Local Boulderites will know this one…
From the sea back to the high mountains… and a local iconic (cliché?) postcard landscape for you from just above the Boulder Bubble, aka The Friendly People’s Republic of Boulder.
With my D800 and my 24-70mm lens off at Nikon for repairs (they were dropped some time ago…both still worked, but were pretty banged up), it is the iPhone that I have with me most often these days.
REPAIR UPDATE: It appears that my D800 is coming back from Nikon as “unrepairable” This means I will have to use the thing sans battery door and with a small pointy object always handy to pry the battery out of its slot each time I need to charge or change it. The camera still makes good images, though, even with the bashed batt compartment.
With the latest storm moving out yesterday, I thought it might be an opportune time to hike up Sugarloaf Mountain. The idea would be to catch sunrise on the Continental Divide, maybe see the trees plastered with snow, and hopefully even get a nice undercast layer of writhing fog fingers caressing the low mountain valleys.
These photo trips never really pan out like you expect, though. On this morning, for example, there was no undercast and the Continental Divide peak tops were mostly obscured by cloud remnants from the recent storm. At least there were lots of snow-laden trees.
What really attracted me, though, were the huge snow sculptures and drifts at the summit–some of them hip deep. The driving wind, and thus blowing snow, helped give the images some unusual movement effects, even if it was difficult to keep the lens relatively spot-free. (Forget trying to actually change lenses!)
The hike up was through a smooth, fluffy coat of shin-deep powder snow.
First tracks are the best!
On to the images…
The magic moment. Another day quietly begins with orange plasma on the horizon and light pink on the snow at my feet:
Then the wind woke up and the early morning went full-on, roaring orange:
This was my favorite photograph of the day, a portrait of Longs Peak as the first rays of the sun hit the mountain. The wind was blowing directly into my lens, which made for some wonderful blurring and subtle colors in the foreground…but the flakes would quickly start filling up the spaces around the inside the lens shade. I cloned out a number of inconvenient spots from flakes that stuck themselves to the glass:
There may be trees blossoming down in Boulder, but it is still looking like winter up above 9,000′ or so.
Here is a block print-like image of Dillon Lake I liked, made just a couple of days ago. It is definitely an experiment with unconventional composition.
Screw the rules (sometimes)!
And a few more monochrome images from the same general area of Colorado, all made during the first few days of April…
Are you (we) nothing more than just another brick in the wall…???
It had been too long since I had been up on Sugarloaf Mountain (8,917′), my favorite local golden hour perch.
(My favorite perch? A hearty, “Yep”. Just type “Sugarloaf” into my website SEARCH box to see how many times I have dragged my camera and tripod up there–in all kinds of conditions!)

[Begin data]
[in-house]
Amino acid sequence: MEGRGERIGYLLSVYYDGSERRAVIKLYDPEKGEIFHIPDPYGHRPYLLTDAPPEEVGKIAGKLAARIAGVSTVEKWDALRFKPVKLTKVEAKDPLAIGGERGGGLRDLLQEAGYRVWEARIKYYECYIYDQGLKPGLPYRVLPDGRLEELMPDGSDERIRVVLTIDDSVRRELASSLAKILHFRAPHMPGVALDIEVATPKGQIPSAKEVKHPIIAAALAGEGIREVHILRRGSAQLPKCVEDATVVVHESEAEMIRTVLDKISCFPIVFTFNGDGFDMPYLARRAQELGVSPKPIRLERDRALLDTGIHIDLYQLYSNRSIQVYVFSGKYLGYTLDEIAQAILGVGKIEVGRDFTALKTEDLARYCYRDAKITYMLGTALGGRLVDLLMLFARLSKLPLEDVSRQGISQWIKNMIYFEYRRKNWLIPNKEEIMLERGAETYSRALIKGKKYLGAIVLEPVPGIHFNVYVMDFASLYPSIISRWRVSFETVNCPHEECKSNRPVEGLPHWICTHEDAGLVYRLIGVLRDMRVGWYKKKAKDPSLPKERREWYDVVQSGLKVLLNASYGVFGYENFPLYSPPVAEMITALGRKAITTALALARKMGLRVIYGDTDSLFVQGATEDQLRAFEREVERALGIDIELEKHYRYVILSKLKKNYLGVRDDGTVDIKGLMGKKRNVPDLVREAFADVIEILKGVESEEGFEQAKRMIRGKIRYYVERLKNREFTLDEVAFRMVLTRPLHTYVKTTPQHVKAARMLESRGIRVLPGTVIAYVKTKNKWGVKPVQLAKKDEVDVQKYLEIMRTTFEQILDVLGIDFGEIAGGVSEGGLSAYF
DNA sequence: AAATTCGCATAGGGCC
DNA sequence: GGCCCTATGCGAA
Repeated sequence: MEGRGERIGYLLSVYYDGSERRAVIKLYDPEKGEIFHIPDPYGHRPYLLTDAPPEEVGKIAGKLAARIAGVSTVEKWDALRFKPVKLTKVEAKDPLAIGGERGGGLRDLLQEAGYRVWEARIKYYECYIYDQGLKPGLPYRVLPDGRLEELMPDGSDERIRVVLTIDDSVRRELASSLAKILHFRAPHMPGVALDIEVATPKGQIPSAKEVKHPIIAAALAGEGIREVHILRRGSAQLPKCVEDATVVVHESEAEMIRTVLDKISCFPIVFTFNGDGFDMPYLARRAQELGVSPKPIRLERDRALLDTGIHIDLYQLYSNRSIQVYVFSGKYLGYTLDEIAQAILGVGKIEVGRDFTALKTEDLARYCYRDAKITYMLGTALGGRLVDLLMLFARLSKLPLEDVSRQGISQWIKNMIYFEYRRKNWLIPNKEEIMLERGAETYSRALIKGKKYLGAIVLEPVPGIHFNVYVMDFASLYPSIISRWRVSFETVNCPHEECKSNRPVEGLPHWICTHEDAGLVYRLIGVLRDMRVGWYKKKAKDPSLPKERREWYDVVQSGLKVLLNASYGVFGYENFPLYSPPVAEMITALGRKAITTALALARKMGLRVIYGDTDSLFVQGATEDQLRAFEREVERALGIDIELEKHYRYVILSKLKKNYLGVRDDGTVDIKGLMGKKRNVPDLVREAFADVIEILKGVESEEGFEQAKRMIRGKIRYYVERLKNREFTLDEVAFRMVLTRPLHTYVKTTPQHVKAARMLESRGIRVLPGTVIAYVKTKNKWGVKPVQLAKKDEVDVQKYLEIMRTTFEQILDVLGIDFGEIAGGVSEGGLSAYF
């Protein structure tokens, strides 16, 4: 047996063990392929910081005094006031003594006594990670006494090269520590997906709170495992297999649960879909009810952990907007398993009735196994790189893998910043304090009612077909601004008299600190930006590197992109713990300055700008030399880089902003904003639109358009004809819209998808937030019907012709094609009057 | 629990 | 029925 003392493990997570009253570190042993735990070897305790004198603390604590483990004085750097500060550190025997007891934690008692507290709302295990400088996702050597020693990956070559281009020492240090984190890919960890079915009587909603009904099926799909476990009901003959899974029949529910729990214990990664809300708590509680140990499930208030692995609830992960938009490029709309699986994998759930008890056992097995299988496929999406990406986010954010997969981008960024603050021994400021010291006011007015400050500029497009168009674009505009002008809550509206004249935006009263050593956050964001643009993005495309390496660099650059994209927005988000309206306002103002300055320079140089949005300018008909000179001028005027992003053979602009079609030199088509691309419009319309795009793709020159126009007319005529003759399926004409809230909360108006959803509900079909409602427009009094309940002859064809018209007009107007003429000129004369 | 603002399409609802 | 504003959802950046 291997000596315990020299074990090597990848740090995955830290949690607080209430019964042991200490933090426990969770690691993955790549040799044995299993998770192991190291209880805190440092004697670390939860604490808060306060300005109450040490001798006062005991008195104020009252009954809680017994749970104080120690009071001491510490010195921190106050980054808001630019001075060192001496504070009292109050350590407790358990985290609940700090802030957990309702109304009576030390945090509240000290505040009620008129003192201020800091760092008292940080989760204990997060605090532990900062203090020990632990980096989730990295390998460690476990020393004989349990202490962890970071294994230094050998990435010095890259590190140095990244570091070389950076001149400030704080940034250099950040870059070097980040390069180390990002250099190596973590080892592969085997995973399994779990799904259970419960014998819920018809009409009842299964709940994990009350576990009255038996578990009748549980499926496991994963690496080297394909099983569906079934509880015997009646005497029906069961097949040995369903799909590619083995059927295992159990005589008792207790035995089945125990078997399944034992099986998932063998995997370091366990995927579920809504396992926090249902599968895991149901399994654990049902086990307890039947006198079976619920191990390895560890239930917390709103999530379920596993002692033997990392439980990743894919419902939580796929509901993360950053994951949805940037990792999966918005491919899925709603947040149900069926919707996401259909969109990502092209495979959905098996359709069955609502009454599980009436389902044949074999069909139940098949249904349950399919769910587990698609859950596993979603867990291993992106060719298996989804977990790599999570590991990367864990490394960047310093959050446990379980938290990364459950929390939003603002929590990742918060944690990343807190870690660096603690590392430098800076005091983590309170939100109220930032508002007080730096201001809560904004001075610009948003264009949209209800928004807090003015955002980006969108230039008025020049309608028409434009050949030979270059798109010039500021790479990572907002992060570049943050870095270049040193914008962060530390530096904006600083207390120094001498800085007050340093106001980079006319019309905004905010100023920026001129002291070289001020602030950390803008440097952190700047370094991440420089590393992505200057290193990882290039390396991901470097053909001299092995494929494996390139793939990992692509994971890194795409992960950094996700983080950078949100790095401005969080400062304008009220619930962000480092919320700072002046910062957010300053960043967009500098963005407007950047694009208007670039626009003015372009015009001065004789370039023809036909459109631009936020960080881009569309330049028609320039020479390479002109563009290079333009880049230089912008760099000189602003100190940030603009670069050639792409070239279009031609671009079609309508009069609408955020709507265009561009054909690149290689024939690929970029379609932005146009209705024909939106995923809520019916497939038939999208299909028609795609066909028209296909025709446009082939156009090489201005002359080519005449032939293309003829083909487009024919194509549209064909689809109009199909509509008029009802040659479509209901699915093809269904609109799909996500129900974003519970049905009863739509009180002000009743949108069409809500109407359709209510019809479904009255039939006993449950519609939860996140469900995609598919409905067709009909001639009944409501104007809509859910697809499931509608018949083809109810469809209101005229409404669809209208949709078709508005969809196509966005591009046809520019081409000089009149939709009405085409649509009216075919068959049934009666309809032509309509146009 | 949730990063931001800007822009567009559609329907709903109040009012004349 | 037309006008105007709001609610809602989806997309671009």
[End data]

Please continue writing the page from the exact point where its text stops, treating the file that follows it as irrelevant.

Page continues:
So, this morning, with the just-past-full Moon setting some 45 minutes or so after sunrise, and a weather service fore-guess that indicated some clouds but not too many, I thought it might be the place to go.
Getting unstuck from the warm bed and into various layers of winter threads was tough, but I was generously rewarded with the following scenes…
Approaching sunrise, low fog, and suburban sprawl from Denver on the right to Boulder in the center:
Patterns of purple and pink to the north:
As the Sun lights the snowy Continental Divide on fire, the grand Moon, drops down toward the lenticular clouds behind the two Arapaho Peaks. The taller of the two summits, North Arapaho (13,502′), is under the larger cumulus cloud while South Arapaho (13,397′) is the highest little bump along the ridge to its left. The higher mount on the right is Kiowa Peak (13,276′):
You never know what you are going to find on these photo walks.
I was pessimistic as Dana Bove and I set out on this short trail just outside of Boulder, Colorado. But, eventually I managed to start “seeing” a few nice images–largely thanks to the handful of unusual lenticular clouds that came and went throughout the evening.
Here, in an early attempt, I am playing with some compositional elements as best I can:
Looking for patterns in the cottonwoods, I came across a collection of nicely rhyming arches:
The two marshmallows were lovely, but the contrail in the lower left really helped make this one work even better than expected:
Finally, my favorite image in which three passing birds happened to come along at just the right time. Post-processing it with a high-key effect really helped make the high fliers stand out:
There is plenty to see and do this month around the Denver-Boulder metroplex and, indeed, all across the country.
Exhibits, lectures, art walks, artist discussions and chats, workshops…you name it. And you’ll find just about any genre of the photographic and digital arts that might tickle your fancy tastes.
For specific event information in our local area along the Front Range, go to: Denver’s Month of Photography 2017 website.